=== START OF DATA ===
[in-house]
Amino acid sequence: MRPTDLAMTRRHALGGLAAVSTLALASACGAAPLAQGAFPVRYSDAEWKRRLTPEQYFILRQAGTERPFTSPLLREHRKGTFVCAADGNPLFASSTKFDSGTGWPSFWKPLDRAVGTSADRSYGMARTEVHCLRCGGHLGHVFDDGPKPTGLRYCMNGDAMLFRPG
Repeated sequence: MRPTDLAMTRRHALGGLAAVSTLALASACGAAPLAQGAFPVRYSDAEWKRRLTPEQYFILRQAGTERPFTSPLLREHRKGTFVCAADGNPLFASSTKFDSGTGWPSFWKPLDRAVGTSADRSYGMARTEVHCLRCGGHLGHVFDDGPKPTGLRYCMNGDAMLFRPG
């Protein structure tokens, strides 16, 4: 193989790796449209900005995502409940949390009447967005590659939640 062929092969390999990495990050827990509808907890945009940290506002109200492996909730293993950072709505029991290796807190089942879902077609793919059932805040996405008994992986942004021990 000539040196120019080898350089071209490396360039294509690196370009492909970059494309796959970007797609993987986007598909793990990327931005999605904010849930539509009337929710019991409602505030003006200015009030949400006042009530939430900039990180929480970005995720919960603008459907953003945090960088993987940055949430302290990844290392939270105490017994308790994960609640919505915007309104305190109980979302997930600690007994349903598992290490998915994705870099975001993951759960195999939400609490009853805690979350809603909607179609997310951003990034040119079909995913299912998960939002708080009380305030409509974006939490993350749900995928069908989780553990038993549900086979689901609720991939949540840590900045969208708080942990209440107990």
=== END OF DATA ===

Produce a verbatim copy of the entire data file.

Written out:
[in-house]
Amino acid sequence: MRPTDLAMTRRHALGGLAAVSTLALASACGAAPLAQGAFPVRYSDAEWKRRLTPEQYFILRQAGTERPFTSPLLREHRKGTFVCAADGNPLFASSTKFDSGTGWPSFWKPLDRAVGTSADRSYGMARTEVHCLRCGGHLGHVFDDGPKPTGLRYCMNGDAMLFRPG
Repeated sequence: MRPTDLAMTRRHALGGLAAVSTLALASACGAAPLAQGAFPVRYSDAEWKRRLTPEQYFILRQAGTERPFTSPLLREHRKGTFVCAADGNPLFASSTKFDSGTGWPSFWKPLDRAVGTSADRSYGMARTEVHCLRCGGHLGHVFDDGPKPTGLRYCMNGDAMLFRPG
């Protein structure tokens, strides 16, 4: 193989790796449209900005995502409940949390009447967005590659939640 062929092969390999990495990050827990509808907890945009940290506002109200492996909730293993950072709505029991290796807190089942879902077609793919059932805040996405008994992986942004021990 000539040196120019080898350089071209490396360039294509690196370009492909970059494309796959970007797609993987986007598909793990990327931005999605904010849930539509009337929710019991409602505030003006200015009030949400006042009530939430900039990180929480970005995720919960603008459907953003945090960088993987940055949430302290990844290392939270105490017994308790994960609640919505915007309104305190109980979302997930600690007994349903598992290490998915994705870099975001993951759960195999939400609490009853805690979350809603909607179609997310951003990034040119079909995913299912998960939002708080009380305030409509974006939490993350749900995928069908989780553990038993549900086979689901609720991939949540840590900045969208708080942990209440107990």